Heal Your Church WebSite


Teaching, rebuking, correcting & training in righteous web design.

Using PHP from the command line

Got a love note from someone who didn’t appreciate my most web site critique – they said “seems like you are mostly just critisizing, rather than teaching or training, as your banner suggests” … the carnal me wants to reply with a Bronx cheer … but the Christ in me says just move on and return evil with good by posting something really geeky. Especially for those of you with Linux/Apache like web server configurations.

Next time you ssh into your bash and pico a problematic PHP program, add ‘#!/usr/bin/php‘ to the very to of the script and run it from the command line instead of your browser:

#!/usr/bin/php -q
<?php echo “hello world!”; ?>

The nice thing about this is that you can always redirect your STDOUT into file using a syntax to the effect of:

$ chmod 755 helloworld.php
$ php helloworld.php > hello.html

Of course, like any command line tool, there are plenty of arguments and options for PHP which include:

Usage: php [-q] [-h] [-s [-v] [-i] [-f <file>] | {<file> [args...]}
-q     Quiet-mode. Suppress HTTP Header output.
-s     Display colour syntax highlighted source.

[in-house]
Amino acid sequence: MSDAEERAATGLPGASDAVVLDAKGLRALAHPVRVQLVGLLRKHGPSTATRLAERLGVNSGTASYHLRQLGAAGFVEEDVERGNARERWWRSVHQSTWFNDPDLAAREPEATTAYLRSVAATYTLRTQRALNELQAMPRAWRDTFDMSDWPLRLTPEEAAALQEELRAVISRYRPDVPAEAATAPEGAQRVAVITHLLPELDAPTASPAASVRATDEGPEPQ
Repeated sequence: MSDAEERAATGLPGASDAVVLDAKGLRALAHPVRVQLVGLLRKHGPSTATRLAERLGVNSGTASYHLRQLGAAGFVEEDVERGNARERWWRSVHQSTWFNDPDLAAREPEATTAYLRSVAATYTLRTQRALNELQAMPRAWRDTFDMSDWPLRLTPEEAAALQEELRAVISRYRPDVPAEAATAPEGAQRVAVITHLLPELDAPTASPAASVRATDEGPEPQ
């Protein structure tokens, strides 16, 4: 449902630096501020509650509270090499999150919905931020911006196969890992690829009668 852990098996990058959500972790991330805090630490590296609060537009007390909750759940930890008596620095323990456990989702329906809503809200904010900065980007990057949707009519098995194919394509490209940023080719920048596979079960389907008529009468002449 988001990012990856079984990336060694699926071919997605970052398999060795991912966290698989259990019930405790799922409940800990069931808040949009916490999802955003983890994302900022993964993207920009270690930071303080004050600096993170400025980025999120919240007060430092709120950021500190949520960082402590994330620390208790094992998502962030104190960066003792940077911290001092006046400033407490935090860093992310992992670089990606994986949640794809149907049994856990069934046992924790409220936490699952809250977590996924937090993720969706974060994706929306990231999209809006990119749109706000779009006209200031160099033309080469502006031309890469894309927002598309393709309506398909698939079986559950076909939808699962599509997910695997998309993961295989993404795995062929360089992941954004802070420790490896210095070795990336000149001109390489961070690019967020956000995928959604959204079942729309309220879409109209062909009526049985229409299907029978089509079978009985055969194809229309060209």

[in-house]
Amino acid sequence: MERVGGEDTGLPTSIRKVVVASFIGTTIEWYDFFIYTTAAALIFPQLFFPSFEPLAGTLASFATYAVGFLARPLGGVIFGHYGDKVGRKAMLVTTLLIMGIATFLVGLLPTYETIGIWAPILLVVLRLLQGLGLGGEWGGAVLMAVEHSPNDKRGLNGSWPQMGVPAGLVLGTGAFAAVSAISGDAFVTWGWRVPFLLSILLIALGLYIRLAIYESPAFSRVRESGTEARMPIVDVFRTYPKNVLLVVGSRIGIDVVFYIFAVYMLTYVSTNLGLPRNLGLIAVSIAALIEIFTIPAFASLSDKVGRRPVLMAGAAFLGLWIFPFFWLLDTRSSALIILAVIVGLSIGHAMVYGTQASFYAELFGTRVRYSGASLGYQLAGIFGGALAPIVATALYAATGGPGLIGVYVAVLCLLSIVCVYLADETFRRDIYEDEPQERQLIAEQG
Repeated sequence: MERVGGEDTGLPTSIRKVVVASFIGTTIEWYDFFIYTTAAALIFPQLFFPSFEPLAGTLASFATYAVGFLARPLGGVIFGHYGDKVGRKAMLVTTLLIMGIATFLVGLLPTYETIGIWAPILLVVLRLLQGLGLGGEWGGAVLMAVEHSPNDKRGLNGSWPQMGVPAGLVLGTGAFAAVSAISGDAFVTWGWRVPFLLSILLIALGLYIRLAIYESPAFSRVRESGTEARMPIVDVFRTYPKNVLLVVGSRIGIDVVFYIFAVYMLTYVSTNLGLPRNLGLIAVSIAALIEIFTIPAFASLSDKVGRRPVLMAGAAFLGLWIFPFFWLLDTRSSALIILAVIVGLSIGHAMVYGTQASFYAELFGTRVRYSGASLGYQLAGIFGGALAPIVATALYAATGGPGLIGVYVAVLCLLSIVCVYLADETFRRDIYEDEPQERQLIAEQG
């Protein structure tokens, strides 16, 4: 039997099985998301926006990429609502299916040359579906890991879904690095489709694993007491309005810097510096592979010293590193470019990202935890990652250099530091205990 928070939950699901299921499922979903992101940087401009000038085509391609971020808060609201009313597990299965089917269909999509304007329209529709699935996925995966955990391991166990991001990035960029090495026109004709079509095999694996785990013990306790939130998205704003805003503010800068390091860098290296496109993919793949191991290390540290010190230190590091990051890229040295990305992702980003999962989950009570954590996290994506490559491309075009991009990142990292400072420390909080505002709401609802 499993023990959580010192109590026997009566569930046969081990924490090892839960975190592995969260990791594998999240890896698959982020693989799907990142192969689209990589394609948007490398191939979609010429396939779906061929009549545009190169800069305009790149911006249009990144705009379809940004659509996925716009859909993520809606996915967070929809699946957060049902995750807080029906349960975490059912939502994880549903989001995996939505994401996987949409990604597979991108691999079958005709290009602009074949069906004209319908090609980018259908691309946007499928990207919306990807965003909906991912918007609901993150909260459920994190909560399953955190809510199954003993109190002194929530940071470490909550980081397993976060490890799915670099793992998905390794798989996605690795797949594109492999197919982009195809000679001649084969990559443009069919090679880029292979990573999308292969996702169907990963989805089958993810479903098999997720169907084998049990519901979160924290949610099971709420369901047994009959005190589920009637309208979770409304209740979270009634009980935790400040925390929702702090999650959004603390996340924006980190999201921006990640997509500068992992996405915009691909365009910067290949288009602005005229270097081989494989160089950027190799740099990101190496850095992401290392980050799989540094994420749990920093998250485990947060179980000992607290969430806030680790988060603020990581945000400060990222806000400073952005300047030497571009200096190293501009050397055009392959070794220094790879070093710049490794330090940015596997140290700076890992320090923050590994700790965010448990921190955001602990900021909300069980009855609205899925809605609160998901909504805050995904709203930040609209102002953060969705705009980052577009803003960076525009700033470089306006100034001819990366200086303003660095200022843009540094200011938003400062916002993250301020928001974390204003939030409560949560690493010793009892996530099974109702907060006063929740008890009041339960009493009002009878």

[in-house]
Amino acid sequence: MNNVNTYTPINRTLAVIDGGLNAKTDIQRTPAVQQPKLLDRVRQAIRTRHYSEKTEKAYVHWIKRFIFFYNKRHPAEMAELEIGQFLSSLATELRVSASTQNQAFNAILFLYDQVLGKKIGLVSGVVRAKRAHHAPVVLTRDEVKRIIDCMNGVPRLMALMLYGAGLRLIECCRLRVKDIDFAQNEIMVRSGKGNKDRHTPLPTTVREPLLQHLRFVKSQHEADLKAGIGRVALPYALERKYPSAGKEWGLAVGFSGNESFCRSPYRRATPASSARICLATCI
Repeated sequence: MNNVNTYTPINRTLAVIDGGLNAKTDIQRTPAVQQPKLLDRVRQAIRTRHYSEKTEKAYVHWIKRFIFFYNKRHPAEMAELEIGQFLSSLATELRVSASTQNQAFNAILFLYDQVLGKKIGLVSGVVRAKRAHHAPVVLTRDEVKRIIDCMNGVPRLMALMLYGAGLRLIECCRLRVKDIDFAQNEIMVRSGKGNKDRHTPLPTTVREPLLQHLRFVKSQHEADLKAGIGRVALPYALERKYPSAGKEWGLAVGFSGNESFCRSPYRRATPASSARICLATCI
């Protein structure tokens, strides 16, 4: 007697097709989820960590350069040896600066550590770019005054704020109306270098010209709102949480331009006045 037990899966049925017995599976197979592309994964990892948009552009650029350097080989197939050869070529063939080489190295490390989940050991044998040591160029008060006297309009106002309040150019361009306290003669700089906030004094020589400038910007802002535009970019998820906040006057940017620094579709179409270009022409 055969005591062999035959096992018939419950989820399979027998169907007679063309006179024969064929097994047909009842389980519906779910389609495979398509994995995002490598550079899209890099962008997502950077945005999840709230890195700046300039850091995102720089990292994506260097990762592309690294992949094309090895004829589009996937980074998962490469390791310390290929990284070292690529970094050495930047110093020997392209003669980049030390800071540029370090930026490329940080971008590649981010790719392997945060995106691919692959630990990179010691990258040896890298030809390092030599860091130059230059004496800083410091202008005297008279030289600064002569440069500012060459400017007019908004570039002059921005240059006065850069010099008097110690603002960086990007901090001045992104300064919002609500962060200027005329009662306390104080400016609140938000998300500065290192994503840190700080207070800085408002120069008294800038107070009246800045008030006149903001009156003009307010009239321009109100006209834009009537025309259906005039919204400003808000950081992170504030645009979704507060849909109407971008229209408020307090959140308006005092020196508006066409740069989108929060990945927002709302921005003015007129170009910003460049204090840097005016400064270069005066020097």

-w     Display source with stripped comments and whitespace.
-f     <file>     Parse <file>.     Implies `-q’
-v     Version number
-C     Do not chdir to the script’s directory
-c     <path>     Look for php.ini file in this directory
-a     Run interactively
-d     foo[=bar]     Define INI entry foo with value ‘bar’
-e     Generate extended information for debugger/profiler
-z     <file>     Load Zend extension <file>.
-l     Syntax check only (lint)
-m     Show compiled in modules
-i     PHP information
-h     This helpv

Okay Kiddies, now it’s time for the bonus round. Those of you who are asking “yo dean, what about STDERR and STDIN …” … for that and more gory details on how to PHP from the command line, here are some links you might find useful:

Now you don’t have any excuses not to test your code !-)